3. Police may not Breach the Peace

Motorcycle being towedMany times the police are contacted by the repo agent or the borrower during a motorcycle repossession.  The role of the police is to aid in keeping the peace, and make sure that no one is harmed or property damaged.  They are not to assist with the repossession by threatening arrest or demanding the car or keys be released to the repo agent.  Once the police become involved in aiding the repossession, they may have crossed the line from keeping the peace to breaching the peace. At this point the borrower’s constitutional rights may have been violated.

Victim of Motorcycle Repossession? Seek Legal Help from a Qualified Consumer Lawyer

The attorneys at Flitter Milz can help set things right. Our lawyers are experts in motorcycle repossession laws, with a proven record of taking action against banks, credit unions and other financial institutions for improper repossession tactics. Contact us today to find out how we can help you.

Car Repossesion 101

What Notices Must My Lender Have to Provide After Repossession?

Car repossession

As we’ve written before, consumers dealing with car repossession still have certain rights, regardless of how behind they might be on their payments.

For example, you have the right to be kept safe from an aggressive or abusive repo agent. They can’t break into your garage, damage your property or vehicle, or threaten you with physical harm.

Continue reading What Notices Must My Lender Have to Provide After Repossession?

5 Things to Do After Your Car Has Been Repossessed

Car being towed repossessed

Your car is hooked up to the tow truck. You’d been struggling for months to make payments, and now the thing you feared most has come true: repossession.

And you think to yourself:  What do I do now?  Where is my car?  Is there some sort of car repossession look-up service that can track it down?

Continue reading 5 Things to Do After Your Car Has Been Repossessed

My Car Was Repossessed. Can I Get It Back?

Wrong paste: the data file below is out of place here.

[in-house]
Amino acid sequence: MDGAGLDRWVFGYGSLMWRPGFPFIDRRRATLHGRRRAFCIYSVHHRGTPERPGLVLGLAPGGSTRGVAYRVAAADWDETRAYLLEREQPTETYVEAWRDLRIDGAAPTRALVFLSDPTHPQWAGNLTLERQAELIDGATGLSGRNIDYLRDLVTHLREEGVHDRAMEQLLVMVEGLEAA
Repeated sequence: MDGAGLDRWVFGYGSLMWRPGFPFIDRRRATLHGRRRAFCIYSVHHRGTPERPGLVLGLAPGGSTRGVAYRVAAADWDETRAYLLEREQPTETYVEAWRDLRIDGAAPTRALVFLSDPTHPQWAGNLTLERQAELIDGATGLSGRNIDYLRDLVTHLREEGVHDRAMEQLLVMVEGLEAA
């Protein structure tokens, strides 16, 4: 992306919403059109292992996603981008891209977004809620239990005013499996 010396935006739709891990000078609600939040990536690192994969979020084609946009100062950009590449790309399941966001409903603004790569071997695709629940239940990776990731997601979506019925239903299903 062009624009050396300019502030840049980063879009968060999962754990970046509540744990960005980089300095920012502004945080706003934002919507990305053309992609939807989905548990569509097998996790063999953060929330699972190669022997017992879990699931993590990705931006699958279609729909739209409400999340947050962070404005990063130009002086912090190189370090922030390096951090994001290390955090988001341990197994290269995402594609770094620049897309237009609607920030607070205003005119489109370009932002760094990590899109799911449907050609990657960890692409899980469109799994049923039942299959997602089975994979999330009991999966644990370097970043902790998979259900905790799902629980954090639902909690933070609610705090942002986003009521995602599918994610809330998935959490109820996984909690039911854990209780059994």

Car being towed, repossessed

One of the worst things about car repossession is that it seems so final.

You’d fallen behind on your payments, and now that the repossession has happened, it seems like you’ll never see your car again.

But in the back of your mind, you wonder: “If my car is repossessed, can I get it back?”

You can. But it’s also important to make sure your rights are protected even if you can’t. Here are three things you can do if you’re dealing with a repossession.

1. Protect yourself 

You might owe money to your lender – the bank, credit union or financial institution – but that doesn’t mean you’ve given up your rights. Under the law, the repossession company cannot:

Garage door
  • Take any personal property found inside your vehicle. Be sure to remove your belongings before the repossession, especially documents related to the purchase and financing of the vehicle.
  • Use physical force – or threaten to do so – in taking back your car
  • Enter your closed garage to access your car
  • Damage the car or your property during repossession

If you think your lender or the repo agent has violated your rights, it’s a good idea to contact a qualified consumer protection attorney to evaluate whether your rights have been violated – even if you had fallen behind on payments or not.

2. If my car gets repossessed, can I get it back?

This brings us to our initial question: If my car gets repossessed, can I get it back?

Writing a check for cr payment